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Situated self-portraits

by Katherine Russell, 1 September 2006

The theme of the seventh annual survey of secondary school student portraiture, Headspace, was Me and My Place.

Moving and changing, 2006
Moving and changing, 2006

The theme of the National Portrait Gallery’s 2006 annual survey of secondary school student portraiture is Me and My Place. This is the seventh exhibition of the Headspace project, and calls upon students to consider where they are - on a number of levels.

The theme of the National Portrait Gallery’s 2006 annual survey of secondary school student portraiture is Me and My Place. This is the seventh exhibition of the Headspace project, and calls upon students to consider where they are - on a number of levels. Through their work in a myriad of mediums, this year students have explored the exhibition theme broadly. Students analysed their conceptions of self in combination with an exploration of how they are shaped and defined by place. By asking the students to look beyond themselves, this year’s exhibition differs markedly from past Headspace outings - such as Facing Memory (2003), and Who Am I? (2005) - exhibitions in which the majority of works were, quite rightly, introspective. The works in this year’s show run the gamut of the possibilities the word ‘place’

offers, from analyses of the place inside one’s head, the physical places in which one spends time, the places one likes to be, to the world, the environment, one hopes for in the future. An interesting current that runs through Headspace 7 is the students’ keenness to show in their self-portraits who is (and in some cases who isn’t) in that place with them, whether it be friends, family or imaginary beings. This is in keeping with the broader public discussion of concepts of identity, notions of belonging - in society, in a community and to land or country. All of these issues have been addressed by the students in Headspace 7 in thoughtful and original ways. Underpinning the Headspace project is the belief that portraiture is a valuable, potent, and pertinent art form through which secondary students can explore aspects of themselves, their communities, and the world as it is - or might be. Art has much to teach us about the world and our place in it. The Headspace project gives young artists the chance to reflect on their work, to see their progress, and to be stimulated by the work of other students to develop in new ways.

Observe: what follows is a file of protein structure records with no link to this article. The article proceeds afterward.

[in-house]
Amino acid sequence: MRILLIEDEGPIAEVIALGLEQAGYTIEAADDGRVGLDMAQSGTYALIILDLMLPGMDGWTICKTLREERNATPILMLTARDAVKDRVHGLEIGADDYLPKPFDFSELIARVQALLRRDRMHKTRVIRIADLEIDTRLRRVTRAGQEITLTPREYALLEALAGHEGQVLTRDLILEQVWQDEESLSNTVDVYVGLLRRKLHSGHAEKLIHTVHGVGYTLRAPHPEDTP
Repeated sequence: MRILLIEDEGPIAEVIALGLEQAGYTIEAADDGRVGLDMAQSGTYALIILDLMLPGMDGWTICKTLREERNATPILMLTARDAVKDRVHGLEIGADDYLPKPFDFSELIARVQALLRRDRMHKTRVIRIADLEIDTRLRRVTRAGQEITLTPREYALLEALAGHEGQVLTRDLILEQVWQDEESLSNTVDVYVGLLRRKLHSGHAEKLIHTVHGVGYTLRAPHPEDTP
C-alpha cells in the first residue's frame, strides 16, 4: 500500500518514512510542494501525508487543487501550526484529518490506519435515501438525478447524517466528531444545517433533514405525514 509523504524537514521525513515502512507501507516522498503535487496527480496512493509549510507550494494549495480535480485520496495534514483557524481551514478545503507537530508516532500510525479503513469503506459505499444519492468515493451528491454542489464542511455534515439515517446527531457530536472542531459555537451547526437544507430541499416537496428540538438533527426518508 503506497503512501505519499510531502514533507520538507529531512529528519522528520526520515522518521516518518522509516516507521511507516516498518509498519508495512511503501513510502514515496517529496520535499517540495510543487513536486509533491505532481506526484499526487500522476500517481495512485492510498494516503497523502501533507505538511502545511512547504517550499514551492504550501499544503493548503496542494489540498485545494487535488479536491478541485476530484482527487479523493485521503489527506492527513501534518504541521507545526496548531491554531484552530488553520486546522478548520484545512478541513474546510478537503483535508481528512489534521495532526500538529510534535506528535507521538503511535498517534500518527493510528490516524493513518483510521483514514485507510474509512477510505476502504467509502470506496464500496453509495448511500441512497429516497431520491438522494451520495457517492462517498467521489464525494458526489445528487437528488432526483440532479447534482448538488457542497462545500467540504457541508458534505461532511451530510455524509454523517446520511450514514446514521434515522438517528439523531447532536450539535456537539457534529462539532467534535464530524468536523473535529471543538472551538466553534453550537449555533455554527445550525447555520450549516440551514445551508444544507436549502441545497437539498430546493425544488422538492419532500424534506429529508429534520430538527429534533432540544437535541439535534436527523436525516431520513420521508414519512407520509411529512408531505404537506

Professor Anne Bamford recommends in her groundbreaking work on the global impact of the arts in education, The Wow Factor (2006) that art as an exhibition-based medium remains an important aspect of an art education program. For complete development in art education, students need opportunities to exhibit their work. Exhibitions allow the work of teachers and children to be publicly highlighted and appreciated. This is of particular benefit in raising the confidence and self-esteem of the children

involved. The works submitted for Headspace 7 demonstrate that the theme of place is highly apt to the genre of self portraiture. By being expansive in their self-imaging the students exhibited in the show truly deserve their ‘place’ on the walls and in the showcases of the National Portrait Gallery.